The Murrow, Polk, and IDA Award-winning documentary Boogie Man is about Lee Atwater, a blues-playing rogue whose rise from the South to Chairman of the GOP made him a political rock star. ...
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The Murrow, Polk, and IDA Award-winning documentary Boogie Man is about Lee Atwater, a blues-playing rogue whose rise from the South to Chairman of the GOP made him a political rock star. He mentored George W. Bush and Karl Rove while leading the Republican party to historic victories, helping make liberal a dirty word, and transforming the way America elects our Presidents. In interviews with Republicans and friends of Atwater, Boogie Man examines his role in America's shift to the right. To Democrats offended by the 1988 Willie Horton controversy, Atwater was a remorseless political assassin dubbed by one Congresswoman "the most evil man in America." The film examines his irreverent sense of humor, his understanding of the American heartland, and his unapologetic vision of politics as war. It ends with a portrait of a cynic's deathbed search for meaning. Written by
Former Republican American President George Bush once famously said of Lee Atwater: "He taught the Democrats to sing the blues." This quote has been used frequently on DVD covers and promotional materials for this documentary film. See more »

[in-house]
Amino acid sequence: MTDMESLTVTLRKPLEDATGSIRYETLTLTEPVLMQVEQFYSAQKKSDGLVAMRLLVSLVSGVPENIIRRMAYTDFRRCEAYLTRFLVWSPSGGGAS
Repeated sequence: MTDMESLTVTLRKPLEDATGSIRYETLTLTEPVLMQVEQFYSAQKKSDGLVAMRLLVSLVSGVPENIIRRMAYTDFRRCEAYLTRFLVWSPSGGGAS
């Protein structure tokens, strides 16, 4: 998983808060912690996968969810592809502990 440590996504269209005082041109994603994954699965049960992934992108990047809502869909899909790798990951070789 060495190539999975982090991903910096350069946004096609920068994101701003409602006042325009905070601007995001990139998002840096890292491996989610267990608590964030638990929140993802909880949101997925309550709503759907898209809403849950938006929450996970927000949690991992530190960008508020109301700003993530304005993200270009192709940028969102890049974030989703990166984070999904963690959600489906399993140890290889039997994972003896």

I couldn't sleep one night and this documentary was on CBC Newsworld. The political career of Lee Atwater and how he helped Ronald Reagan and George Bush get to the White House is sobering stuff.
Atwater was a master at spin. He would use every dirty trick in the book to make the GOP's opponents in the elections look bad. Unscrupulous, underhanded, ruthless and unrelenting, he would do everything he could to undermine the opposition. He even would attack his own, such as Bob Dole. He would use the power of fear to get people to vote for the Republicans.
Despite all this, he still comes off as a charismatic, very likable, affable and cool guy. His love of blues music and the guitar just make you want to forgive him for his evil ways. He comes off as a true charismatic enigma.
A very interesting look at how the political machine worked in the 1980's and how easy it is to control people with words and images, Boogie Man is definitely worth a watch to see how Atwater manipulated the American people to see things his way.
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